The worst part of all of this: He grumbles about having to watch "Airplane!" HOW DARE YOU EYE-ROLL AN AMERICAN COMEDY CLASSIC, YOU MONSTER! 

Unfortunately, when Kate finds Marc in modern times, he's not serving a life sentence in prison for crimes against cinema – but he's not doing much better. (Shocking.) He's older but hasn't grown at all, still half-heartedly working stockboy gigs, getting in trouble for taking too many smoke breaks and smirking at everyone. Maybe he's taken a shower over the decades – but just the one. He even still has a MySpace page, according to Toby.

But Kate presses on for closure, asking what he remembers about their relationship. After scoffing it off, he finally says that he thinks they were love, that Kate was "broken in all the right ways" (whatever that means) and that they were just kids. And Kate rightly tells him off, reminding him that he wasn't a kid – he was 24 at the time – and that he was abusive toward a woman going through remarkable grief, something that she had to work through for years afterward.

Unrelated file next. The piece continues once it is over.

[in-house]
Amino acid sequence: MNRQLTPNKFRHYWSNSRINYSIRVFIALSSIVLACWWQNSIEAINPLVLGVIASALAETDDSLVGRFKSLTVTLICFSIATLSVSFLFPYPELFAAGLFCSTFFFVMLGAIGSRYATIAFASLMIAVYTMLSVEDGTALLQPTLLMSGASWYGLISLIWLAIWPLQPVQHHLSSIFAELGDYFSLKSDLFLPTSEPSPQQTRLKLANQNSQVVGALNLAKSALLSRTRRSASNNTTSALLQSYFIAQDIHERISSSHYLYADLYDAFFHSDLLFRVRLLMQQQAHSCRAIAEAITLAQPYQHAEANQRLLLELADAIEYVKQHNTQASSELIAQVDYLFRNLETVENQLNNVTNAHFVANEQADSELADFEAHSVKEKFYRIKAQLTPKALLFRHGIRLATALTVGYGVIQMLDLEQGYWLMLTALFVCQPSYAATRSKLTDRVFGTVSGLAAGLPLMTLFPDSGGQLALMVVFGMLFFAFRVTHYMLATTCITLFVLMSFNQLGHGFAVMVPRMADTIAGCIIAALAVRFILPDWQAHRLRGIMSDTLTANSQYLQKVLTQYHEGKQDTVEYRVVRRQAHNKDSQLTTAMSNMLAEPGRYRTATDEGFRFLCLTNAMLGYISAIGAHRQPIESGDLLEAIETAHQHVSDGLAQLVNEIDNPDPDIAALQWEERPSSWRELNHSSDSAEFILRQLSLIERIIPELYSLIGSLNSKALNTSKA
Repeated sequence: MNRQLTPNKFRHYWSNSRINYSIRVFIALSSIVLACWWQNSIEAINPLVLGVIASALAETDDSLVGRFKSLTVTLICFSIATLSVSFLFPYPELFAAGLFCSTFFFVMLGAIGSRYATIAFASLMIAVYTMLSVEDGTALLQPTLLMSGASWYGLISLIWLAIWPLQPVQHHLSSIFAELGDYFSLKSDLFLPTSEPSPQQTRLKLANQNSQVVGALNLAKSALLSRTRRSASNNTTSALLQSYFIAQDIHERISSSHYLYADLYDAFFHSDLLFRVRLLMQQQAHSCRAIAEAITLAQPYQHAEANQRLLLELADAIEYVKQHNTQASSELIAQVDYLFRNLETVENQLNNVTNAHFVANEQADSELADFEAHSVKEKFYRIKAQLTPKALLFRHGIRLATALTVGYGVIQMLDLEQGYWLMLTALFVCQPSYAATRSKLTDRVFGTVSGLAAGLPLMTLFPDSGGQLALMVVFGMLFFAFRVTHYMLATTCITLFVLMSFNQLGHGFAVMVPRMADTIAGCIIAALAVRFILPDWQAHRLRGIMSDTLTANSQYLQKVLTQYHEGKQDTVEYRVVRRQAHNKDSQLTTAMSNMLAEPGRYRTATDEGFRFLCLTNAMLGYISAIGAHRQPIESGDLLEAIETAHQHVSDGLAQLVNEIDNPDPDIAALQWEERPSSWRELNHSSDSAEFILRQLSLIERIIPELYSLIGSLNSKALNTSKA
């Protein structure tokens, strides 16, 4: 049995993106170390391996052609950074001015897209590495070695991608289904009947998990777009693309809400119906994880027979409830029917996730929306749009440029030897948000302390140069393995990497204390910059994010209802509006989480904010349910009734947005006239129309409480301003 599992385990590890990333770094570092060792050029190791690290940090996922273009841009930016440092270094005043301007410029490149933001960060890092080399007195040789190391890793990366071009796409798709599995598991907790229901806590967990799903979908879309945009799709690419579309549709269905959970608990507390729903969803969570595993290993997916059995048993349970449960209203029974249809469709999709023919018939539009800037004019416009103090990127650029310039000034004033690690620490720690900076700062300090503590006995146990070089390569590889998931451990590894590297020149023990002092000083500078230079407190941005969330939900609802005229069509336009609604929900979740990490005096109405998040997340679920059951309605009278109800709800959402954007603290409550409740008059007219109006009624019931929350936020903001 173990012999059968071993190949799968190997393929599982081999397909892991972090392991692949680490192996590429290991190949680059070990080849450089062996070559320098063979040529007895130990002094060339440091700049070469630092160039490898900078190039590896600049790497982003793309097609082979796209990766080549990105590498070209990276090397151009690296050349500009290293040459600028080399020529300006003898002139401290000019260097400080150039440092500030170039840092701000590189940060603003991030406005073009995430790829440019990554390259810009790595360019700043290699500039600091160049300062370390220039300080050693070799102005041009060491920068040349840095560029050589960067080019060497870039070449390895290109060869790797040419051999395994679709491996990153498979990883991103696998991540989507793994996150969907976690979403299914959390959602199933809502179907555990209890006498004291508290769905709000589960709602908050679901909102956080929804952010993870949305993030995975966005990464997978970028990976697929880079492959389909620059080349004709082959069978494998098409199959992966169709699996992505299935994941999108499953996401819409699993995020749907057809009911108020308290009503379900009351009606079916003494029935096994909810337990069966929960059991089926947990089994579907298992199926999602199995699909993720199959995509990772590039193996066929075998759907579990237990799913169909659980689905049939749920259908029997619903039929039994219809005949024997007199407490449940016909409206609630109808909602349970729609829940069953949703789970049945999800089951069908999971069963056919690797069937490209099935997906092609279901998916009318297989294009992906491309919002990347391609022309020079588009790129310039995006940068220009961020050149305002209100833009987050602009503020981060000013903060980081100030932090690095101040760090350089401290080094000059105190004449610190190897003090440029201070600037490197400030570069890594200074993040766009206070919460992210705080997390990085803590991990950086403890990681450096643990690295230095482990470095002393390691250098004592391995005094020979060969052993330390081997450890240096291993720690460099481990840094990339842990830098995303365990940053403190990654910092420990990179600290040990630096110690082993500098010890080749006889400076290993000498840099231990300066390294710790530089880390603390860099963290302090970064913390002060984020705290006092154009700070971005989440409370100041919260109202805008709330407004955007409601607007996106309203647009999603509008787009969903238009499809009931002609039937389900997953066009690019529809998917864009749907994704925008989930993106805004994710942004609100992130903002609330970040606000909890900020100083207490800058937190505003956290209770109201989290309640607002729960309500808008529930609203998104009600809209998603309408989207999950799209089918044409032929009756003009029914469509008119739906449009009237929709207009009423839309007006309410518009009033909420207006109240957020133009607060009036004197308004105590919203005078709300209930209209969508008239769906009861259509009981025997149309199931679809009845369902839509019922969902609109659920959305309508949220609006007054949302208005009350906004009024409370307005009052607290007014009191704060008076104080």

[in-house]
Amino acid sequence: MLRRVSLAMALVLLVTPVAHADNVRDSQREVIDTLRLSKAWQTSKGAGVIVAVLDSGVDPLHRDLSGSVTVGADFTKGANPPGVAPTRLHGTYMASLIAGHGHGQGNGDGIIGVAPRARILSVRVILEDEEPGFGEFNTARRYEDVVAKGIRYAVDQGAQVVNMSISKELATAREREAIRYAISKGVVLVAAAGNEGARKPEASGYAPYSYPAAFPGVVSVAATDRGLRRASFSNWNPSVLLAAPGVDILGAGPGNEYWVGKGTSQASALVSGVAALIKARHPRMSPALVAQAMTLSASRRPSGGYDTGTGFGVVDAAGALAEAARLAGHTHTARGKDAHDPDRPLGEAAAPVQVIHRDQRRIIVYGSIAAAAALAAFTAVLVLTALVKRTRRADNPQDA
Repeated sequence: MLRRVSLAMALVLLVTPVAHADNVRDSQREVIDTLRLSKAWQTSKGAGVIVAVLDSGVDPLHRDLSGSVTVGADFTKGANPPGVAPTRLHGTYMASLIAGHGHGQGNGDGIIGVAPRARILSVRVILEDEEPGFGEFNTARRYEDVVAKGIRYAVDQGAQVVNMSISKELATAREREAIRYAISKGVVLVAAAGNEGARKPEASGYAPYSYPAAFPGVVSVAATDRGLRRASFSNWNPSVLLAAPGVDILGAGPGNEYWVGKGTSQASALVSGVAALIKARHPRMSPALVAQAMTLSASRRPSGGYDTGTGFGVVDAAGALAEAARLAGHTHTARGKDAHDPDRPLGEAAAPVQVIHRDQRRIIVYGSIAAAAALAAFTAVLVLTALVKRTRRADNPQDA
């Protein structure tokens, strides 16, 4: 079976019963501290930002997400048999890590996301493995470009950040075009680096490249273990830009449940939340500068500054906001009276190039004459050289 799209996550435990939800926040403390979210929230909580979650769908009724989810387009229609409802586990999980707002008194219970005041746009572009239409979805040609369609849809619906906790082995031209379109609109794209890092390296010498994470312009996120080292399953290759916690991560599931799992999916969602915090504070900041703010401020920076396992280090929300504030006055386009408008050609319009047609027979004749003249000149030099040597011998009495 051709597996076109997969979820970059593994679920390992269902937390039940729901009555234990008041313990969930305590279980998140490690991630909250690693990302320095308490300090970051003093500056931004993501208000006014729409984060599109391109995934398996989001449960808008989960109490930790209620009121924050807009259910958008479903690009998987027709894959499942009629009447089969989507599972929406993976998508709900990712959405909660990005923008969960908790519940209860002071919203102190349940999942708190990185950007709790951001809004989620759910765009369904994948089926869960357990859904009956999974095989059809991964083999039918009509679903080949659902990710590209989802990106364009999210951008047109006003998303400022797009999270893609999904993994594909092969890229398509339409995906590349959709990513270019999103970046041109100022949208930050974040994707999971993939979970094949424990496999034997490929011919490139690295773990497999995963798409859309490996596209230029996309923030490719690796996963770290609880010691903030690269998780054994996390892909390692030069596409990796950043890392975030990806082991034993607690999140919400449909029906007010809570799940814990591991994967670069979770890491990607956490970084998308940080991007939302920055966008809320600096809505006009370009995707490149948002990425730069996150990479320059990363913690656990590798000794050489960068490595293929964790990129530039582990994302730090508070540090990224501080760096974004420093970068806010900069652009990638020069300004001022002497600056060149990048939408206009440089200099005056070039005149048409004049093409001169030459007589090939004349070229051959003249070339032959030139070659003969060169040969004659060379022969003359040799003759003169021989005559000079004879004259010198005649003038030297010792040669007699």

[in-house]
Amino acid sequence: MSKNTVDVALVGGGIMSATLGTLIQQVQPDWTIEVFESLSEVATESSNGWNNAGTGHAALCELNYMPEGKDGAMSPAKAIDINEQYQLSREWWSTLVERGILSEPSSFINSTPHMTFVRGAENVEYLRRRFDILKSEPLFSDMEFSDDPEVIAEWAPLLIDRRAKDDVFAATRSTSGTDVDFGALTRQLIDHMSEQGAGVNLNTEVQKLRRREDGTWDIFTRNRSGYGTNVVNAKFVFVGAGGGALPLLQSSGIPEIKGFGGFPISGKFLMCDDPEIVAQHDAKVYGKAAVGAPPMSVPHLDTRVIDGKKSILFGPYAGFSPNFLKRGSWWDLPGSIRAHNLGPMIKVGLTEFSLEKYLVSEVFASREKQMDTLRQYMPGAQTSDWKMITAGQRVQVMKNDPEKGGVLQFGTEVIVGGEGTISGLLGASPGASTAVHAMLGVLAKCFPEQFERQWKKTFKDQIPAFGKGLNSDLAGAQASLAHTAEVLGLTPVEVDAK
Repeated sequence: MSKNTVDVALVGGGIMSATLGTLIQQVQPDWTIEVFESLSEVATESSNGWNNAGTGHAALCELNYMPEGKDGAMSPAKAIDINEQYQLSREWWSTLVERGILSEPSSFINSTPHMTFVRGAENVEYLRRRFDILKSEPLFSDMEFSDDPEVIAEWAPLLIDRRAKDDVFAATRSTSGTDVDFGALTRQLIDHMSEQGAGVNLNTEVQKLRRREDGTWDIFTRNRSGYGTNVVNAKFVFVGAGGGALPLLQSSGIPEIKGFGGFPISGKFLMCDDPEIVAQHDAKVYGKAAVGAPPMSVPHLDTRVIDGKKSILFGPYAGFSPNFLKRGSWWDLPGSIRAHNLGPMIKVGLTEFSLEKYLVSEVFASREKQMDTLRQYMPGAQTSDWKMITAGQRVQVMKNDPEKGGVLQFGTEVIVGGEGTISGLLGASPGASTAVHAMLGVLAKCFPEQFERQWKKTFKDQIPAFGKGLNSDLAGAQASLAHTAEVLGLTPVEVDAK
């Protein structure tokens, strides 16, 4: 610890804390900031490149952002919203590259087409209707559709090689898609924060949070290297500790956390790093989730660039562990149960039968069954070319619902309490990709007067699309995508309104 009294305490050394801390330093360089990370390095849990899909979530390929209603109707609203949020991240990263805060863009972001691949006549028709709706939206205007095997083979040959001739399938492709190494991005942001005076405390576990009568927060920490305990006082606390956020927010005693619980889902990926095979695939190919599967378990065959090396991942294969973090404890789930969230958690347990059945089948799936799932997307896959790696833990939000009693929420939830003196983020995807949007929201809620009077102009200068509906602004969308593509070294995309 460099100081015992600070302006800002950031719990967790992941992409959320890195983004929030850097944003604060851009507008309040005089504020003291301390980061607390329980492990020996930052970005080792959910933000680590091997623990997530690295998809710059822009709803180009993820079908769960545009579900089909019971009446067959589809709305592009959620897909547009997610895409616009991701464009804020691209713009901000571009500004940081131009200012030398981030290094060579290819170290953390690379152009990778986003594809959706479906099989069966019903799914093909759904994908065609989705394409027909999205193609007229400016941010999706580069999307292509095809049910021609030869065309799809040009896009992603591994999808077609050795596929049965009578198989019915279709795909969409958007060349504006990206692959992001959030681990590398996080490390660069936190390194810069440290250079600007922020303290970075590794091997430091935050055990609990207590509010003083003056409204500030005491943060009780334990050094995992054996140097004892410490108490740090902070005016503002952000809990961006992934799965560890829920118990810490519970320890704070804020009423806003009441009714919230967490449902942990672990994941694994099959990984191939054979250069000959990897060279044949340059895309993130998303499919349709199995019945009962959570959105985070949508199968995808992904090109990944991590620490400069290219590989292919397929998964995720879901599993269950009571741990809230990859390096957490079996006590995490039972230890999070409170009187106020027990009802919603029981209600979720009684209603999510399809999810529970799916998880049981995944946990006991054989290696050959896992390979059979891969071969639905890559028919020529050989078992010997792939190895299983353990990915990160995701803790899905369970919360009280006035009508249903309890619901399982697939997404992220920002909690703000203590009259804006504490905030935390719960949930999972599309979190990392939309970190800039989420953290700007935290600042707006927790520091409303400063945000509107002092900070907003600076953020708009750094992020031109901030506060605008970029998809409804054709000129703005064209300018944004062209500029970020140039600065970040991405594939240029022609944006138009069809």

It's admittedly a pat moment, so much rushed catharsis in a Big Speech that I honestly thought the interaction might turn out to be a fantasy sequence. But for a character who tends to always finish third in the Big Three in attention, it was nice to see Kate get a big scene (and see Chrissy Metz nail it) and "play her own white knight," as she thankfully tells Toby, who respectfully lets her do what she needs to do and, most importantly has the correct amount of joyous admiration for "Airplane!" when they get back home.